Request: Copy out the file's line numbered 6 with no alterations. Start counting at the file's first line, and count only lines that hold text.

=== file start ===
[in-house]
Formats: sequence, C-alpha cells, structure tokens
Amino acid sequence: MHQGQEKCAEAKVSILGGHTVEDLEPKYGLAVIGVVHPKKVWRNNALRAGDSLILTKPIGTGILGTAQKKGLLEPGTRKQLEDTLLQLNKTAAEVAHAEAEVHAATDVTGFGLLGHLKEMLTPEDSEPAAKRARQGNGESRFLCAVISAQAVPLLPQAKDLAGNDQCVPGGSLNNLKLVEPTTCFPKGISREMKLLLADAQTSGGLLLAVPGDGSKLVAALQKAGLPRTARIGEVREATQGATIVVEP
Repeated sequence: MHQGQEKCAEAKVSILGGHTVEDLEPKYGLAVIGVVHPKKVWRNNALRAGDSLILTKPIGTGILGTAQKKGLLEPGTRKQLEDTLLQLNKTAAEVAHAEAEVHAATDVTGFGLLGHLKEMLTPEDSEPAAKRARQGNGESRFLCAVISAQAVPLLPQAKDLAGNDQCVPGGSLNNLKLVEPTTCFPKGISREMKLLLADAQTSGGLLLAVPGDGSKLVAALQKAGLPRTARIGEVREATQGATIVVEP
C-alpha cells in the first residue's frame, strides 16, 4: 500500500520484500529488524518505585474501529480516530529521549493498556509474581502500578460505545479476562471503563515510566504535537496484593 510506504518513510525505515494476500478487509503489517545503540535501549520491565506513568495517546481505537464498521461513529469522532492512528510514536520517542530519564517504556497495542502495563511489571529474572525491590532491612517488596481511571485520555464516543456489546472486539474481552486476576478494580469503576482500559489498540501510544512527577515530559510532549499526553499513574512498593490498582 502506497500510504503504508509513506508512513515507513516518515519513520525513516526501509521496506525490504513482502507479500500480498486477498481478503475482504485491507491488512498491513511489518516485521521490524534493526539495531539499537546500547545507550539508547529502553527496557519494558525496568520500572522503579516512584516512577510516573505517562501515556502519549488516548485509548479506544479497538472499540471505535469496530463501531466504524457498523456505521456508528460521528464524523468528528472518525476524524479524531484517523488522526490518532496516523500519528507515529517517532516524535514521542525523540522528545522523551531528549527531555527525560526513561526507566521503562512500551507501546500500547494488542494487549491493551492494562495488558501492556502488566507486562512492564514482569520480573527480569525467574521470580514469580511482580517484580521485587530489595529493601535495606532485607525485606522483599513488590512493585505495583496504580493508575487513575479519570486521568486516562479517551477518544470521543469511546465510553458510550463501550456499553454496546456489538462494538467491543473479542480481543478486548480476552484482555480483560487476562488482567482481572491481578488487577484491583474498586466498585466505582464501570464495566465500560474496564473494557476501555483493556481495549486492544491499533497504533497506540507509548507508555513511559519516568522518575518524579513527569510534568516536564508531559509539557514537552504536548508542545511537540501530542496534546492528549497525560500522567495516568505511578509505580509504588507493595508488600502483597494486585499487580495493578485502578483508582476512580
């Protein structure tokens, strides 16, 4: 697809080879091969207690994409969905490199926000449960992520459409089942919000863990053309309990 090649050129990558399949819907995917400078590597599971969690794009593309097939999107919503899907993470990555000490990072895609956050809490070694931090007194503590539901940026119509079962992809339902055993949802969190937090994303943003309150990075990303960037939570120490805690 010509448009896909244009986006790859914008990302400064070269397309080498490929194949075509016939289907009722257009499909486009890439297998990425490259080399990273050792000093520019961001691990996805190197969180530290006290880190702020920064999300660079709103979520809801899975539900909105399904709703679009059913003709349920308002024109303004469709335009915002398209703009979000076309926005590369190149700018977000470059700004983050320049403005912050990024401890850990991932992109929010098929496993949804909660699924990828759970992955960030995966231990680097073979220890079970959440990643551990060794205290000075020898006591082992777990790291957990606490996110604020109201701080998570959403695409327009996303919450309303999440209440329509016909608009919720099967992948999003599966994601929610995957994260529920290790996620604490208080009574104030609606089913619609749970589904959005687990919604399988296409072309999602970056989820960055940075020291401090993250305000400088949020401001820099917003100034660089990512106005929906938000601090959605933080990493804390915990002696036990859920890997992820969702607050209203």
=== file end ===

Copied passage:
């Protein structure tokens, strides 16, 4: 697809080879091969207690994409969905490199926000449960992520459409089942919000863990053309309990 090649050129990558399949819907995917400078590597599971969690794009593309097939999107919503899907993470990555000490990072895609956050809490070694931090007194503590539901940026119509079962992809339902055993949802969190937090994303943003309150990075990303960037939570120490805690 010509448009896909244009986006790859914008990302400064070269397309080498490929194949075509016939289907009722257009499909486009890439297998990425490259080399990273050792000093520019961001691990996805190197969180530290006290880190702020920064999300660079709103979520809801899975539900909105399904709703679009059913003709349920308002024109303004469709335009915002398209703009979000076309926005590369190149700018977000470059700004983050320049403005912050990024401890850990991932992109929010098929496993949804909660699924990828759970992955960030995966231990680097073979220890079970959440990643551990060794205290000075020898006591082992777990790291957990606490996110604020109201701080998570959403695409327009996303919450309303999440209440329509016909608009919720099967992948999003599966994601929610995957994260529920290790996620604490208080009574104030609606089913619609749970589904959005687990919604399988296409072309999602970056989820960055940075020291401090993250305000400088949020401001820099917003100034660089990512106005929906938000601090959605933080990493804390915990002696036990859920890997992820969702607050209203």